View of a beach in Normandy during the Allied invasion on D-Day 060644 CREDIT PA - downloaded on 050620
WWII

D-Day: The Normandy Landings In Pictures

D-Day – codenamed Operation Neptune – involved more than 156,000 Allied troops and thousands of vessels and aircraft.

View of a beach in Normandy during the Allied invasion on D-Day 060644 CREDIT PA - downloaded on 050620

D-Day on 6 June 1944 was the largest amphibious invasion in history and was vital in the defeat of the Nazis in the Second World War.

More than 156,000 Allied troops landed on the shores of Normandy in Nazi-occupied France on D-Day. 

The assault on the beaches in northern France began at 06:30am, with American, British and Canadian troops landing along a 50-mile stretch of the Normandy coast after crossing the English Channel.

The landings took place on five beaches codenamed Utah, Omaha, Gold, Sword and Juno.

British and Canadian forces faced relatively light German opposition as they captured Gold, Juno and Sword beaches.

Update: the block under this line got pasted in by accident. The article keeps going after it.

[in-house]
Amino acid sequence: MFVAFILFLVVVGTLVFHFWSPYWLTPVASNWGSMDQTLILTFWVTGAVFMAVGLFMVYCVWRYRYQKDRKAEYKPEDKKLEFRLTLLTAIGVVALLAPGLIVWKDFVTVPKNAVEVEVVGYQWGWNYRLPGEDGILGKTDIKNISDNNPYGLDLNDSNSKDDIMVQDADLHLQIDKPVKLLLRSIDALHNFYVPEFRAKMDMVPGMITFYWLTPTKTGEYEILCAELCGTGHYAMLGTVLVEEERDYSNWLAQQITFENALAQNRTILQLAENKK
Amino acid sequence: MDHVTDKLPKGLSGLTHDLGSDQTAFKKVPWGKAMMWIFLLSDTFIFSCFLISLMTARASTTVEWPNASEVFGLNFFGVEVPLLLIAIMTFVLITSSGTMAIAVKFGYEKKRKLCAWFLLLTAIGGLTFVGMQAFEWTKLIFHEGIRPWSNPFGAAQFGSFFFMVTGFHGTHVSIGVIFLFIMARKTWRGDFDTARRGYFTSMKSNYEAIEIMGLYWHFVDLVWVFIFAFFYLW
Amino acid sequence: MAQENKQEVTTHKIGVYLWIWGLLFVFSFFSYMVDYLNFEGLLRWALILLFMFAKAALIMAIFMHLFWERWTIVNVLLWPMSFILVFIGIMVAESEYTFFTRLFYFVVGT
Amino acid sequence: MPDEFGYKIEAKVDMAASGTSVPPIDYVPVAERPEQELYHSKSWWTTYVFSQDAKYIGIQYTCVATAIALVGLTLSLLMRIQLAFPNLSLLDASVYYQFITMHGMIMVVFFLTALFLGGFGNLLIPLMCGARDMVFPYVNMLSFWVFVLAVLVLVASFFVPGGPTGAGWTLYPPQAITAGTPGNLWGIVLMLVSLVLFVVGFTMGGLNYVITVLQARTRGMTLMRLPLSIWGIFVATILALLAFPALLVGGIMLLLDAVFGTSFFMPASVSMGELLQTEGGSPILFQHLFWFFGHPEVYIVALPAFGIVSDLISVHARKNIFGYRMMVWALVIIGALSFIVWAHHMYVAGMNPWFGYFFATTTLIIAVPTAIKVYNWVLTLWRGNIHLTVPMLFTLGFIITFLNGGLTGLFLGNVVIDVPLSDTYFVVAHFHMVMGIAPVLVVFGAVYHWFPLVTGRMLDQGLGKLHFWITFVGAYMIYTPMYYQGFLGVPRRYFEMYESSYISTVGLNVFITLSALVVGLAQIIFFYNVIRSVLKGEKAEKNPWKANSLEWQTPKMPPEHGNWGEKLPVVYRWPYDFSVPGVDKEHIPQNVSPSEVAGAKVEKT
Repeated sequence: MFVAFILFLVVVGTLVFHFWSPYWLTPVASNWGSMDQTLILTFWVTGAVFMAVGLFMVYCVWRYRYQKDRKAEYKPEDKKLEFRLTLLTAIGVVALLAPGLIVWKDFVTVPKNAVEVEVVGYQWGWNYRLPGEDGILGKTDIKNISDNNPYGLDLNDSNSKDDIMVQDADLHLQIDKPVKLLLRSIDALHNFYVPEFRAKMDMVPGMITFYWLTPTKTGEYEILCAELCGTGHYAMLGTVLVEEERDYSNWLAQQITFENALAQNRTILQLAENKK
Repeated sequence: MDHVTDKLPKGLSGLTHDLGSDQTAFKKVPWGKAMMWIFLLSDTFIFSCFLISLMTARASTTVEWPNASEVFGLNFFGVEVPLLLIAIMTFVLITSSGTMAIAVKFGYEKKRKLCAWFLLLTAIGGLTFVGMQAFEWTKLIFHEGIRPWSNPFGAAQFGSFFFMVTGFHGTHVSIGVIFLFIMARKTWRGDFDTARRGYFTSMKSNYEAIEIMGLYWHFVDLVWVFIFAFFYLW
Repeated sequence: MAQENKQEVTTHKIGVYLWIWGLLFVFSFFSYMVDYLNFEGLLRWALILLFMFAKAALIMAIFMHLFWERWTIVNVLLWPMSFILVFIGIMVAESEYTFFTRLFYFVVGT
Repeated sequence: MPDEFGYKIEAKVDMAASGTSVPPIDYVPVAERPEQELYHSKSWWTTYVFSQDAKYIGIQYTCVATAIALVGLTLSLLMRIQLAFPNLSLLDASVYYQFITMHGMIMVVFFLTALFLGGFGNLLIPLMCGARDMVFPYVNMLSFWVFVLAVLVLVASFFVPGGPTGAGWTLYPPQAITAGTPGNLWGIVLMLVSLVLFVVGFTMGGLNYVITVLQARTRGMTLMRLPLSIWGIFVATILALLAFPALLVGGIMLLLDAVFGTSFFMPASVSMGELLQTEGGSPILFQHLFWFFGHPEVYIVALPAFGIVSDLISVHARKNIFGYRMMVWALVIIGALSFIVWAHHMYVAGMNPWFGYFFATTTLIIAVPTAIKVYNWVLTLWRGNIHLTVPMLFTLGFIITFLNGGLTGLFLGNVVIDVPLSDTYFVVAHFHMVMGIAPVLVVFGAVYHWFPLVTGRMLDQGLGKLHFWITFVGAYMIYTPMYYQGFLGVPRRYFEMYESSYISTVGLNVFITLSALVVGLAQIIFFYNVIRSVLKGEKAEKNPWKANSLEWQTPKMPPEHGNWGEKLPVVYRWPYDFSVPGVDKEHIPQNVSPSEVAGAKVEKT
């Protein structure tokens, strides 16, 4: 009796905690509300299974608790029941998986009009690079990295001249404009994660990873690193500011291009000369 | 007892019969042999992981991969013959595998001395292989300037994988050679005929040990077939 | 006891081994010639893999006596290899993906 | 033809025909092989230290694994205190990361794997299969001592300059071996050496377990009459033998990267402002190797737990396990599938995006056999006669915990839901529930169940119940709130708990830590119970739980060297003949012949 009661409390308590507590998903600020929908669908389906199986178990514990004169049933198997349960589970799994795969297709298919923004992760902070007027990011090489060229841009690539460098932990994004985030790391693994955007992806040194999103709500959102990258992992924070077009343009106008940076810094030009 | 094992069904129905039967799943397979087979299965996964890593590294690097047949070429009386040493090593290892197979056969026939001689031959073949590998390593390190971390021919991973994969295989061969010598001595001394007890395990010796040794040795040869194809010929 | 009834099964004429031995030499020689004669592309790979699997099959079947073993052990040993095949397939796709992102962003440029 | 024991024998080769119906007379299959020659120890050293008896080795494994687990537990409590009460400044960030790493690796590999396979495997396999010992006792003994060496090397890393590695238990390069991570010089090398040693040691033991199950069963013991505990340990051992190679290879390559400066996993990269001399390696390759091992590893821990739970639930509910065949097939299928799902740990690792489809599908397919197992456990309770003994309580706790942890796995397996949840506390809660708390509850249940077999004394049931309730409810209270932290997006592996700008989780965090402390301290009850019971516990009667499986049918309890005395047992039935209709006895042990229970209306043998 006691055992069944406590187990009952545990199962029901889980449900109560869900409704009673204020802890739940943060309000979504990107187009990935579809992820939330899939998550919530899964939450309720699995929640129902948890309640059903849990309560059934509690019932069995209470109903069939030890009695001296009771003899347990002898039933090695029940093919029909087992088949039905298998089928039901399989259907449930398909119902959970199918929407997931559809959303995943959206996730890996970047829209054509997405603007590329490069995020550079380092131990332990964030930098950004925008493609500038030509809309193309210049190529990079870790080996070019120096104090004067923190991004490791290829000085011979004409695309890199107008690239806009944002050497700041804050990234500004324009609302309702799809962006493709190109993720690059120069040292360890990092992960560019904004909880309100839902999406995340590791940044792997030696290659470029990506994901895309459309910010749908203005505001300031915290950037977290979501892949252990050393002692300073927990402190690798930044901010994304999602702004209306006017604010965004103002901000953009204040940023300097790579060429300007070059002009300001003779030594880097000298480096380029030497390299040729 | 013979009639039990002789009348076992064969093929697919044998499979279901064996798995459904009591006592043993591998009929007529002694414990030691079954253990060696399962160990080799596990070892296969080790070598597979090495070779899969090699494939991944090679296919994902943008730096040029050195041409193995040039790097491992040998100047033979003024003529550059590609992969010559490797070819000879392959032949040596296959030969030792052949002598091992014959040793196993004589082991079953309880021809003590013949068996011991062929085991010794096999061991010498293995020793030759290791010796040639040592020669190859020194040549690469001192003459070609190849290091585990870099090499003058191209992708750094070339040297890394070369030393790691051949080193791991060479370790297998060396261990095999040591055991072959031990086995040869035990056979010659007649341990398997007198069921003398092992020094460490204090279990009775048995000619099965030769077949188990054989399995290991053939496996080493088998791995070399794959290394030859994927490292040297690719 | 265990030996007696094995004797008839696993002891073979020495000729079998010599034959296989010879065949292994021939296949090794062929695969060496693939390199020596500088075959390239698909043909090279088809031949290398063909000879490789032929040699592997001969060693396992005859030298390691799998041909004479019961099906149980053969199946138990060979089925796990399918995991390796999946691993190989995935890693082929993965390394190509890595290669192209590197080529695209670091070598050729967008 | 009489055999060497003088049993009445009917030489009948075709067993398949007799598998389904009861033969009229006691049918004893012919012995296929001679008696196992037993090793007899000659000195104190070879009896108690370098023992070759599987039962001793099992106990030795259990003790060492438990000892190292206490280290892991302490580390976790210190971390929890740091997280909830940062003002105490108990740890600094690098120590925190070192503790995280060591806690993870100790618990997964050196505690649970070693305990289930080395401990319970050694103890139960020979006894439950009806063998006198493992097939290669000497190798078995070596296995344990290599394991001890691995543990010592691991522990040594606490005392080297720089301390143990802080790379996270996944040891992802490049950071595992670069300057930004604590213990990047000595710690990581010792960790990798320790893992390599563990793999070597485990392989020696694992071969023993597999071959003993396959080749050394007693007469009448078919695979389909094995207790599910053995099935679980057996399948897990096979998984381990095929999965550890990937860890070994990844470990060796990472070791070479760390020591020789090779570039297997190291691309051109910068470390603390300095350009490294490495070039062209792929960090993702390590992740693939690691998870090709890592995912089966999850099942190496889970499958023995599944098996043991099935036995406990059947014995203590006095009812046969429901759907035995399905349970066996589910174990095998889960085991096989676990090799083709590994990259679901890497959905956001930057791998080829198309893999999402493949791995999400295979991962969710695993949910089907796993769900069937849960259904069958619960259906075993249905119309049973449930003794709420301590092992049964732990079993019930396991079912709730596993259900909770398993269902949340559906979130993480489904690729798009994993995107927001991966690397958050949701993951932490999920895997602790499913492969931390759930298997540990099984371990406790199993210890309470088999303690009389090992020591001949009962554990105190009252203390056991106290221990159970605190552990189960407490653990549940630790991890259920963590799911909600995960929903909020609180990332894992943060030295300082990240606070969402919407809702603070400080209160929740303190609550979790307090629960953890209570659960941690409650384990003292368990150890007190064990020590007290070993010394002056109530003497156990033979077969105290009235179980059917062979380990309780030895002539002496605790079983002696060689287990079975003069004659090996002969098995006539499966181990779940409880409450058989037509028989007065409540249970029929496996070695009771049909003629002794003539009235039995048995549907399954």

Similarly, US troops encountered and overcame light opposition on Utah beach.

However, most of the casualties happened on Omaha beach, where American forces faced heavy combat and resistance and it is estimated that some 2,000 US troops perished there.

Despite the German resistance, within less than a week Allied troops had officially conquered and secured the beaches.

The operation involved nearly 7,000 vessels (80% of those were British) and more than 11,500 Allied aircraft.

D-Day marked the start of the Allies' liberation of France and laid the foundations for the eventual victory in the war. 

Cover image: (Picture: PA).